Moody Blooms: How Dark Florals Became the New Breton Stripe

Winter florals are glamorous but casual, womanly rather than girlish – and are an instant style update

You probably think this is about a trend. It’s not. Floral patterns on a dark background is not so much a fashion trend as a fashion takeover. It is a look that is absolutely everywhere – so much so, that you have probably stopped noticing it. It is in my wardrobe and – as a glance around the Guardian office confirms – in a whole lot of other wardrobes too. The formula is simple: flowers of any variety bloom against a dark-coloured background. Perhaps on a blouse, possibly a trousersuit or an evening gown, but most likely on a dress or a skirt.

Without much fuss or fanfare, dark floral has lodged itself into modern life. Like the Breton stripe a decade before it, it has become style shorthand for looking current. And for looking good, but not looking as if you thought about it too much. Alessandro Michele’s super-maximalist aesthetic at Gucci has amped up the resting pulse rate of fashion, so you need a bit of print and colour for an outfit to feel really contemporary. On the other hand, the mood music of the #MeToo era doesn’t lend itself to a bunting-and-cupcakes vibe, so viewing the traditional femininity of the floral print through a darker lens feels right. And as fashion moves towards a more sustainable, less fast-moving model, a print that is a bit summery (because, flowers) and at the same time autumnal in its colours also feels right for now.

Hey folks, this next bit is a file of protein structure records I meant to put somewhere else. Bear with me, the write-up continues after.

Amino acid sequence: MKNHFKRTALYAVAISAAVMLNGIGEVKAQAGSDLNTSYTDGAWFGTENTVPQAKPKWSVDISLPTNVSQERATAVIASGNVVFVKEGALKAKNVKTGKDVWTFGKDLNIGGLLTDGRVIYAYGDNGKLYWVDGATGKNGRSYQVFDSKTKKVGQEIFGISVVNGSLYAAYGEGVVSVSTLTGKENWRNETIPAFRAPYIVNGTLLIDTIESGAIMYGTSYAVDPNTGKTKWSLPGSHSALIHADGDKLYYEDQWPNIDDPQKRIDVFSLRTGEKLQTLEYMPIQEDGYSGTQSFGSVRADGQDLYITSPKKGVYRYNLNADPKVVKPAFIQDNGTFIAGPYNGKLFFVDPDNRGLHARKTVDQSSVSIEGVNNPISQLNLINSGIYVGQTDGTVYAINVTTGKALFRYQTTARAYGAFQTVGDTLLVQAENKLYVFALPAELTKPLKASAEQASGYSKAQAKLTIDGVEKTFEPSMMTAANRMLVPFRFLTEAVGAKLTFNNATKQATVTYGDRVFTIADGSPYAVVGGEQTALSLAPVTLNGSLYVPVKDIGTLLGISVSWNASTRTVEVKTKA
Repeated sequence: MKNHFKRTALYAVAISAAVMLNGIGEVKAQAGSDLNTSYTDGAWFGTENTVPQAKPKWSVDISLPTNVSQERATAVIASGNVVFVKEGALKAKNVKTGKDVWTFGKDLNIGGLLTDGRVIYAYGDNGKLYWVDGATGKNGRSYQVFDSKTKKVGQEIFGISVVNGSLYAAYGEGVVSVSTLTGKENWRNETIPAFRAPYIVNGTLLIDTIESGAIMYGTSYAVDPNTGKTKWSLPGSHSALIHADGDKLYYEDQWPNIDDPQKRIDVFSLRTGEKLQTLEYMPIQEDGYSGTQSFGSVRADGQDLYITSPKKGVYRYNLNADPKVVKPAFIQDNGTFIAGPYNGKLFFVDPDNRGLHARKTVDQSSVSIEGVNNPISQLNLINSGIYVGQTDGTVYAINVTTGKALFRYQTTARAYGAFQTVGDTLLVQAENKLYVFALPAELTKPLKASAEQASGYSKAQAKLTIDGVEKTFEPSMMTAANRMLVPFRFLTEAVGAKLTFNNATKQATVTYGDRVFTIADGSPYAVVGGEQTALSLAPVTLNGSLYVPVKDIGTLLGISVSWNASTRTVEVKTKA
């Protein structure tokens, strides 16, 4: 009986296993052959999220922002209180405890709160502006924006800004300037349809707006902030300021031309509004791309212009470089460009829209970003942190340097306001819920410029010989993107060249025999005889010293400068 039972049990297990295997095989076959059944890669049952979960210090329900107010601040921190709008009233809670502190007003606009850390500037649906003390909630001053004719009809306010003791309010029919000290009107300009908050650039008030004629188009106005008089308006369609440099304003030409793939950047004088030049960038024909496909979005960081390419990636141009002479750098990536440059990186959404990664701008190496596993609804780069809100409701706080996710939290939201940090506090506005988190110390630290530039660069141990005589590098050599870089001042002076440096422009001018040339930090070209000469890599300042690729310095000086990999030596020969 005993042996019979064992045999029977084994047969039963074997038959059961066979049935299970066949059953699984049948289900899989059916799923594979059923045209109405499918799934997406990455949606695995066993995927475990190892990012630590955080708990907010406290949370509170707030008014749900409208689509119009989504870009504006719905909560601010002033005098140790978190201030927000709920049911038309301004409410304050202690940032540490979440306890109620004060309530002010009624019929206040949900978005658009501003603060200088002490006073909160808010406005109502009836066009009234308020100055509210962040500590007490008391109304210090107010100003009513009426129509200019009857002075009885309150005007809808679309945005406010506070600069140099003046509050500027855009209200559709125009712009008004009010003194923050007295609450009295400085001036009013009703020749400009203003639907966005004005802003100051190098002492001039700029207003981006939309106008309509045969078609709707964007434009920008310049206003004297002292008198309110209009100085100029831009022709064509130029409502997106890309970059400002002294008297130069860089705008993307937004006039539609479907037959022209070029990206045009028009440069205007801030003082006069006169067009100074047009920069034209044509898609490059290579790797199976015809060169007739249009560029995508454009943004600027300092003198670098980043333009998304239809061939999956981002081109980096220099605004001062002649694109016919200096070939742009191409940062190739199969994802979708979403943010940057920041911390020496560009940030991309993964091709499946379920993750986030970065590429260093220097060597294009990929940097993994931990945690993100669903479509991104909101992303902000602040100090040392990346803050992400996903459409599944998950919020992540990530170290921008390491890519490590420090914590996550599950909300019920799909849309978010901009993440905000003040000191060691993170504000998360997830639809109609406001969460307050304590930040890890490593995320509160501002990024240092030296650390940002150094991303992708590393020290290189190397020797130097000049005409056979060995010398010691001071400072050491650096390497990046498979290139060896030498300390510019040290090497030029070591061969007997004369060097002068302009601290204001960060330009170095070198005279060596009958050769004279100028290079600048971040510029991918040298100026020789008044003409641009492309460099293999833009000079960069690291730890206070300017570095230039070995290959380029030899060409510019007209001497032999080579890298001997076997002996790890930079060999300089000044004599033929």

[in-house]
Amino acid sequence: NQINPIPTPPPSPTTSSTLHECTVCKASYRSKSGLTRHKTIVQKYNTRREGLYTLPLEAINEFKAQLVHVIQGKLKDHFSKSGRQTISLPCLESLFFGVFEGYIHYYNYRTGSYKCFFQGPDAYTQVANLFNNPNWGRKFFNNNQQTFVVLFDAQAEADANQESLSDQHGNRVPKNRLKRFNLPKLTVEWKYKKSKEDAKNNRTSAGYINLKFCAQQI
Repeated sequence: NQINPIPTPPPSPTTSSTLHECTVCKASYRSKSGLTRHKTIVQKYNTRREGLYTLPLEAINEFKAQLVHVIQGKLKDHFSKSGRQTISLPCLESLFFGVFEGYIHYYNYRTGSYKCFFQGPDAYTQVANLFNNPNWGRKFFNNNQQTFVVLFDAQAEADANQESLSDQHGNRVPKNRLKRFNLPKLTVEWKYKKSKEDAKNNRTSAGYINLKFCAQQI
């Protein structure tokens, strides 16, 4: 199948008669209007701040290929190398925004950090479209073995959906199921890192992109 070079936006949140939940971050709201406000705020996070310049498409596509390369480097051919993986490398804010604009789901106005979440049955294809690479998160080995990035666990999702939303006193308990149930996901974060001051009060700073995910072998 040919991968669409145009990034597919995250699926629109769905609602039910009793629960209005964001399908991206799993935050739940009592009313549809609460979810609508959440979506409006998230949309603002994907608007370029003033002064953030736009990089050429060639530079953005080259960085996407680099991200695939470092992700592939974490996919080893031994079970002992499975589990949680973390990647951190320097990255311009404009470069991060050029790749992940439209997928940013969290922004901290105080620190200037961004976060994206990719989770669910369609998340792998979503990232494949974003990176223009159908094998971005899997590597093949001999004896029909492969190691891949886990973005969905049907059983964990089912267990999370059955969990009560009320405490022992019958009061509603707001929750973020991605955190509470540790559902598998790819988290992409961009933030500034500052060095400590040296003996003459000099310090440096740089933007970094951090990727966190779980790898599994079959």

Erdem Moralioglu has been making winter florals look super-chic for most of his career. For his autumn 2009 collection, he embroidered tiny, intensely coloured chrysanthemums and violets on to black dresses. Explaining how his colour scheme had taken a moody turn that season, he said at the time that the muse he had previously imagined “running free and romantic in the meadows” had now “visited nightclubs and gone home on the bus”. Ten years later, he is still into a moody bloom: this season’s Reese dress, £520, has tightly furled peonies and sprigs of cherry blossom against a black background.

Dresses (from left) Boden, Marks & Spencer, and Sezane Penelope

“I’ve always been fascinated by women and all things that imply femininity,” he says. “Flowers are an extension of that – beautiful, complex, sometimes dangerous. I like the contrast of a delicate floral print on a dark base, with little secrets hidden in the artwork. There is something wonderful about things that can be both pretty and dark at the same time.”

“Glasual” – glamorous and casual – is the new smart-casual. Smart-casual looks a bit meh these days, while glasual fits the dressier, look-at-me vibe of the Instagram era. The winter floral is instantly, effortlessly glasual. It is ideal for day-to-night wear; where animal print can feel a bit too much of a stretch first thing in the morning, florals have a long history as daywear. Fast-forward to cocktail hour and the moody, jewels-on-black-velvet colour combination brings just enough edge.